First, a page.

The growing number of accidental explosions in military arms and ammunition storage facilities across Africa has highlighted the need for minimum standards in stockpile management in the continent, says a South Africa-based think-tank.
"These ammunition stockpiles pose a significant threat and have enduring consequences in vulnerable and fragile societies, and as such need to be adequately managed and/or disposed of by making use of the correct mechanisms and best practice guidelines," the Institute for Security Studies (ISS) noted in the latest of a series of reports on munitions storage.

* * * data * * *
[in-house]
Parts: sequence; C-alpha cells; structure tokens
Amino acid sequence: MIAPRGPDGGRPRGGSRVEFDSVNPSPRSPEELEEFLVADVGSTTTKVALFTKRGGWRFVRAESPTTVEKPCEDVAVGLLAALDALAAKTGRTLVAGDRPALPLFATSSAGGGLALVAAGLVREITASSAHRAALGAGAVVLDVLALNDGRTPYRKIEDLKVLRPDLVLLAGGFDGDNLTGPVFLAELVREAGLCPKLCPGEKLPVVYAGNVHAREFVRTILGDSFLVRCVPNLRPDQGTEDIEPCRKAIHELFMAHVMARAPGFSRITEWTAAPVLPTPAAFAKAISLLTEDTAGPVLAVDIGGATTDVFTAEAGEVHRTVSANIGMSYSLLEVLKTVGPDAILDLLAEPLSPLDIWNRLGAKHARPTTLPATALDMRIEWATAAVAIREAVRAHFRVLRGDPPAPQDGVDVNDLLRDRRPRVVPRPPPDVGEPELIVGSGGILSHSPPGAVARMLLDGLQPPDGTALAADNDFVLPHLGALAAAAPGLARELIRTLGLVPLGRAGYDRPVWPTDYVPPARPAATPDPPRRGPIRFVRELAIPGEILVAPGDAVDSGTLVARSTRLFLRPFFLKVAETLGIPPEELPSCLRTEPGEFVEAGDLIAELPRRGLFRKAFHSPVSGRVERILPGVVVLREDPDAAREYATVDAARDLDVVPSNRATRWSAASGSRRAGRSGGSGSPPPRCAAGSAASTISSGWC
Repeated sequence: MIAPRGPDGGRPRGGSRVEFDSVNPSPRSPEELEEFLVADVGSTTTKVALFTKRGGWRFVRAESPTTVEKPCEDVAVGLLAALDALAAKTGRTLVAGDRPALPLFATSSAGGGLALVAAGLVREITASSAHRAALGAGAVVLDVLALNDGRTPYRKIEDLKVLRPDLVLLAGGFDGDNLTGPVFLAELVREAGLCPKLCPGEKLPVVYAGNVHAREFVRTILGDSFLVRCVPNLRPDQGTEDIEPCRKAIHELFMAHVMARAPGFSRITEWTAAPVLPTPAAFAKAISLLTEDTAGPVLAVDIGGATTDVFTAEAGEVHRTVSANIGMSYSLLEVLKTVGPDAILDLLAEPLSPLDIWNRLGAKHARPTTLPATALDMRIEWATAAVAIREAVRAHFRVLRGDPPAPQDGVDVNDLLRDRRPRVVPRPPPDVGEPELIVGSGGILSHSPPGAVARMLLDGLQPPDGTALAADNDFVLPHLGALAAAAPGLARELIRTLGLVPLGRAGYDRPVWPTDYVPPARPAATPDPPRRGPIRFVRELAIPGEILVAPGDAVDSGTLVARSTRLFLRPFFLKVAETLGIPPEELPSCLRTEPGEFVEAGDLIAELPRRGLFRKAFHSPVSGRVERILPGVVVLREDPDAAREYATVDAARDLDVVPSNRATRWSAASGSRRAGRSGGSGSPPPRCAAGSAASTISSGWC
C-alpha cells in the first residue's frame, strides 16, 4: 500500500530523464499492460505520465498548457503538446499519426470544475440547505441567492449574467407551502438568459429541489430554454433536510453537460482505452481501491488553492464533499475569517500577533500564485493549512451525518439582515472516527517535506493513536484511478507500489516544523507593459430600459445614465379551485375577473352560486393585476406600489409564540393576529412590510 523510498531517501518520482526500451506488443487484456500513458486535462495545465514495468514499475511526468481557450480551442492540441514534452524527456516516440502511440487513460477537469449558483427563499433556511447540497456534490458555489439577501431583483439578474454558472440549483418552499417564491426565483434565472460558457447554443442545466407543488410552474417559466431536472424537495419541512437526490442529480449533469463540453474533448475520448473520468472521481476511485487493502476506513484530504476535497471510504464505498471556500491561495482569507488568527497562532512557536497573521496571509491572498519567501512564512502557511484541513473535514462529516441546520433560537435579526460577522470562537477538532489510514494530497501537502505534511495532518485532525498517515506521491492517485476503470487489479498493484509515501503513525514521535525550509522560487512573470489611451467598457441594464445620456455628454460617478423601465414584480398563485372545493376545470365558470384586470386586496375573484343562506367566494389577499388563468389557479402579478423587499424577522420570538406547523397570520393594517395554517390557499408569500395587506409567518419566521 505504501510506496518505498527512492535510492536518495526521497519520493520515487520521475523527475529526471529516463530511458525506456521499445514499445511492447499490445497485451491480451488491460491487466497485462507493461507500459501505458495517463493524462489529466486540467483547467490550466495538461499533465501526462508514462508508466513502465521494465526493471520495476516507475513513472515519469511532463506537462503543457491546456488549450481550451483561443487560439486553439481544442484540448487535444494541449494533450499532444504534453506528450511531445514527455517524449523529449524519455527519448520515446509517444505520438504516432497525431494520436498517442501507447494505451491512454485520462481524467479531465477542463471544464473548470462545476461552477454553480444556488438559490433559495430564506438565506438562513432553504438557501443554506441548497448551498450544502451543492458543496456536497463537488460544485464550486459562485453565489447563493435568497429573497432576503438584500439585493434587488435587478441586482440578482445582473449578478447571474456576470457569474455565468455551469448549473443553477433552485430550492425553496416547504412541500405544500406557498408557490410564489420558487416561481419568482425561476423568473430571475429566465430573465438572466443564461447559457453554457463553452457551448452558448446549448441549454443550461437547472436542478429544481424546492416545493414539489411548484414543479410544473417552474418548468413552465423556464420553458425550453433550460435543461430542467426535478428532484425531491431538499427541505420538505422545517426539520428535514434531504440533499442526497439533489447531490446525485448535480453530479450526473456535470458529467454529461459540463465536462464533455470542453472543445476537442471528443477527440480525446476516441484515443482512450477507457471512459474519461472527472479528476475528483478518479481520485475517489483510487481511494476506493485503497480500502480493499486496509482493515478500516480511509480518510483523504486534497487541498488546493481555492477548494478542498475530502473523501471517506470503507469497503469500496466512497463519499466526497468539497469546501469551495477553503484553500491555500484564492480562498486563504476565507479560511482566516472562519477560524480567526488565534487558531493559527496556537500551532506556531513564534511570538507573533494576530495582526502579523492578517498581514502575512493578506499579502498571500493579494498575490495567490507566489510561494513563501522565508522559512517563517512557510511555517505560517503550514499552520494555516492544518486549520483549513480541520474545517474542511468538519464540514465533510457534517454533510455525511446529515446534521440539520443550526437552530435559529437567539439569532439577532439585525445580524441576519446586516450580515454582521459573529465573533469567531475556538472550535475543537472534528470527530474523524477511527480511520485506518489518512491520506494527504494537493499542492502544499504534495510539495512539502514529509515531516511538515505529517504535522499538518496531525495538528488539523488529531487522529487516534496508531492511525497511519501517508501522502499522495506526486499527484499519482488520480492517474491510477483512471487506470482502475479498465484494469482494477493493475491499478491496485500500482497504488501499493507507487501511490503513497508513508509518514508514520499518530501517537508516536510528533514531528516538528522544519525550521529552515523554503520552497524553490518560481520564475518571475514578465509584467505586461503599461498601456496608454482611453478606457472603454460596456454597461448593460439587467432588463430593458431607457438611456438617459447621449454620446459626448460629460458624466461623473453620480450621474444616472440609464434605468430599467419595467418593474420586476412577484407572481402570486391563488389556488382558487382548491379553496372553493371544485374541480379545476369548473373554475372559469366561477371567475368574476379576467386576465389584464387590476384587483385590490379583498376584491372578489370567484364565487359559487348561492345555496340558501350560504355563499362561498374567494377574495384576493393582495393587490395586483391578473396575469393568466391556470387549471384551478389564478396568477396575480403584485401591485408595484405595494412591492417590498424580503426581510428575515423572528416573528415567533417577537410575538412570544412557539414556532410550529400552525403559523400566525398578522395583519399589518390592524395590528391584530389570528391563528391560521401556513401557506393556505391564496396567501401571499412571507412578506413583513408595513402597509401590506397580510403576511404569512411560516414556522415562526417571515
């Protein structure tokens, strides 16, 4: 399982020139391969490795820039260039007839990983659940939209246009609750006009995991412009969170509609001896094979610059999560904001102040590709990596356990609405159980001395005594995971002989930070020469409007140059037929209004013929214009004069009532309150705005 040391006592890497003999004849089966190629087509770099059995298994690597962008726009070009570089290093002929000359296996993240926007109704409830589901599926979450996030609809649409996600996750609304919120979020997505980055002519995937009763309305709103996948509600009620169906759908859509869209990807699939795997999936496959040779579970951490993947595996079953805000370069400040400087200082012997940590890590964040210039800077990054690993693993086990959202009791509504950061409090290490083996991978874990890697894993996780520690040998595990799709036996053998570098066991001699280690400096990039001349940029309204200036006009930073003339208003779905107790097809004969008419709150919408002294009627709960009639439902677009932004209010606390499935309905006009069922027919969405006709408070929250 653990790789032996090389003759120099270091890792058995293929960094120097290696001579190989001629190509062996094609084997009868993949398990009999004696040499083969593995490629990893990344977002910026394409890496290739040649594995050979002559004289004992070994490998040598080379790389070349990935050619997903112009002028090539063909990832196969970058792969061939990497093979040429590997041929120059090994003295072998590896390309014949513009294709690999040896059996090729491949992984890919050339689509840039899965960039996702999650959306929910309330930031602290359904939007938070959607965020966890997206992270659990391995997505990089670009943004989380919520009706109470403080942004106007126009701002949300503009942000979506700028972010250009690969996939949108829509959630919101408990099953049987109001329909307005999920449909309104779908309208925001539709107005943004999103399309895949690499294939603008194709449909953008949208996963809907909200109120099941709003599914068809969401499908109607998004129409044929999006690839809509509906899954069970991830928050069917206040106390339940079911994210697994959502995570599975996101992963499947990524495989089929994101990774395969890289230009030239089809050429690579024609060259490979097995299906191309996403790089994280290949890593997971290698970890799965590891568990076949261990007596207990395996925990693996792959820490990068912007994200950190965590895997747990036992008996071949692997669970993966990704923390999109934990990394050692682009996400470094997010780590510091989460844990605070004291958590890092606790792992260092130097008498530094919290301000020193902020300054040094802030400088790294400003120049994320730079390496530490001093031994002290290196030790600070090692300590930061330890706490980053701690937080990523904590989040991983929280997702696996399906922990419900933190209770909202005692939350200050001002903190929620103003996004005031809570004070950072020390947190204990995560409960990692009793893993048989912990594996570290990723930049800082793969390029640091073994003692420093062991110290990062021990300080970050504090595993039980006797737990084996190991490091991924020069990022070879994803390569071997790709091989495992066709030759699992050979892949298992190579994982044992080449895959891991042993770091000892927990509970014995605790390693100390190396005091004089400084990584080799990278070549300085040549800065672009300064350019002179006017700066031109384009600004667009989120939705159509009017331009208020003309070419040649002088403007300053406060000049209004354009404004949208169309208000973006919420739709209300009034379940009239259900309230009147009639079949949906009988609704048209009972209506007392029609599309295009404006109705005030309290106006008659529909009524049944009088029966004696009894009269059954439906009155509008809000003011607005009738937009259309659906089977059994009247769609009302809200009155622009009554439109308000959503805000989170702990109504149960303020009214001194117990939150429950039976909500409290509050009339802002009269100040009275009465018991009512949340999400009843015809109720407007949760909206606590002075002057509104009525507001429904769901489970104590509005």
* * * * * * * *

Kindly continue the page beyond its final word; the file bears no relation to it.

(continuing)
"Arms and ammunition stockpiles are becoming increasingly unstable due to age and, in many cases, unintentional mismanagement," Ben Coetzee, Senior Researcher at the ISS Arms Management Programme, told IRIN.
"Since 2007 several explosions occurred in Mozambique and at least one in Tanzania, resulting in hundreds of injuries and many deaths. Seen in this light, there is an urgent need to re-evaluate the current principles of ammunition stockpile management."
In the past decade there have also been accidental explosions in military storage facilities in the Democratic Republic of Congo, Sudan, Guinea, Nigeria, Angola and Sierra Leone.
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